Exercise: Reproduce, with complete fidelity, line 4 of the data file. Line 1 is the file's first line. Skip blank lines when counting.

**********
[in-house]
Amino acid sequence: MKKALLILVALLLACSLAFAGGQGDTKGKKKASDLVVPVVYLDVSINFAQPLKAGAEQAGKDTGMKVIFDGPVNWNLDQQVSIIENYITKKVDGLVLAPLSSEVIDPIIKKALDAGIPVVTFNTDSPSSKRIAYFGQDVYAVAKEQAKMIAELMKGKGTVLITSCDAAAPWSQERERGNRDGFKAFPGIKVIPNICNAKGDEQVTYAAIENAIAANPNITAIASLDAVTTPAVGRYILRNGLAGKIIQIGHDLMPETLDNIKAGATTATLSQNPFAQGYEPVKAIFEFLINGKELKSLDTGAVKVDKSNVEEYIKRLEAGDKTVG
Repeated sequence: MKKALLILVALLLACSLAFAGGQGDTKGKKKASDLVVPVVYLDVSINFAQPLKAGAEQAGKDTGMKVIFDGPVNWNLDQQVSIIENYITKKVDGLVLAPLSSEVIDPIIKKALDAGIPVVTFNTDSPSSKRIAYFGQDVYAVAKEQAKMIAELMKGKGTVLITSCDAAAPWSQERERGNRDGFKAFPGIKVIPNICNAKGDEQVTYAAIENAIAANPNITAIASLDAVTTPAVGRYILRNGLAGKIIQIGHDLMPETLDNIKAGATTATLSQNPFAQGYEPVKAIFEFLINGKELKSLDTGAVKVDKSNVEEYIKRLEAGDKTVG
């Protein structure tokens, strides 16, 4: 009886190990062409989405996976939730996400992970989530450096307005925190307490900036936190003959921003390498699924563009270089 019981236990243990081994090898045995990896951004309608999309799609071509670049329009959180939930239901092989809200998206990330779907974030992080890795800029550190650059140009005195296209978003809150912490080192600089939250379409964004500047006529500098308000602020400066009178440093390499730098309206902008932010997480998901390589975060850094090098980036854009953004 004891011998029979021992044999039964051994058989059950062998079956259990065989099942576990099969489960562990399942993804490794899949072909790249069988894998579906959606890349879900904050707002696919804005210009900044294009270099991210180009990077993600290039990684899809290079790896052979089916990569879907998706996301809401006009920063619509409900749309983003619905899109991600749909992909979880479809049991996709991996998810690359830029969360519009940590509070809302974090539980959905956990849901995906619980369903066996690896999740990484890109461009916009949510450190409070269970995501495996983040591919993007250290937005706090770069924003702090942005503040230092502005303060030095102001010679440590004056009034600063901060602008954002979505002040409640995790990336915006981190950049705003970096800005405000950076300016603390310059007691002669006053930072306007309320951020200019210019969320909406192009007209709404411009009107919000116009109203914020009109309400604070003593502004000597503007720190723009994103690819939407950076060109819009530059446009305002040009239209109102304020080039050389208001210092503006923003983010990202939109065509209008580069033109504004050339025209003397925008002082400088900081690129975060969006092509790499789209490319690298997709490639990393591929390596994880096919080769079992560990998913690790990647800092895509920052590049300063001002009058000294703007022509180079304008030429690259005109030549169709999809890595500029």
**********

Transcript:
């Protein structure tokens, strides 16, 4: 009886190990062409989405996976939730996400992970989530450096307005925190307490900036936190003959921003390498699924563009270089 019981236990243990081994090898045995990896951004309608999309799609071509670049329009959180939930239901092989809200998206990330779907974030992080890795800029550190650059140009005195296209978003809150912490080192600089939250379409964004500047006529500098308000602020400066009178440093390499730098309206902008932010997480998901390589975060850094090098980036854009953004 004891011998029979021992044999039964051994058989059950062998079956259990065989099942576990099969489960562990399942993804490794899949072909790249069988894998579906959606890349879900904050707002696919804005210009900044294009270099991210180009990077993600290039990684899809290079790896052979089916990569879907998706996301809401006009920063619509409900749309983003619905899109991600749909992909979880479809049991996709991996998810690359830029969360519009940590509070809302974090539980959905956990849901995906619980369903066996690896999740990484890109461009916009949510450190409070269970995501495996983040591919993007250290937005706090770069924003702090942005503040230092502005303060030095102001010679440590004056009034600063901060602008954002979505002040409640995790990336915006981190950049705003970096800005405000950076300016603390310059007691002669006053930072306007309320951020200019210019969320909406192009007209709404411009009107919000116009109203914020009109309400604070003593502004000597503007720190723009994103690819939407950076060109819009530059446009305002040009239209109102304020080039050389208001210092503006923003983010990202939109065509209008580069033109504004050339025209003397925008002082400088900081690129975060969006092509790499789209490319690298997709490639990393591929390596994880096919080769079992560990998913690790990647800092895509920052590049300063001002009058000294703007022509180079304008030429690259005109030549169709999809890595500029």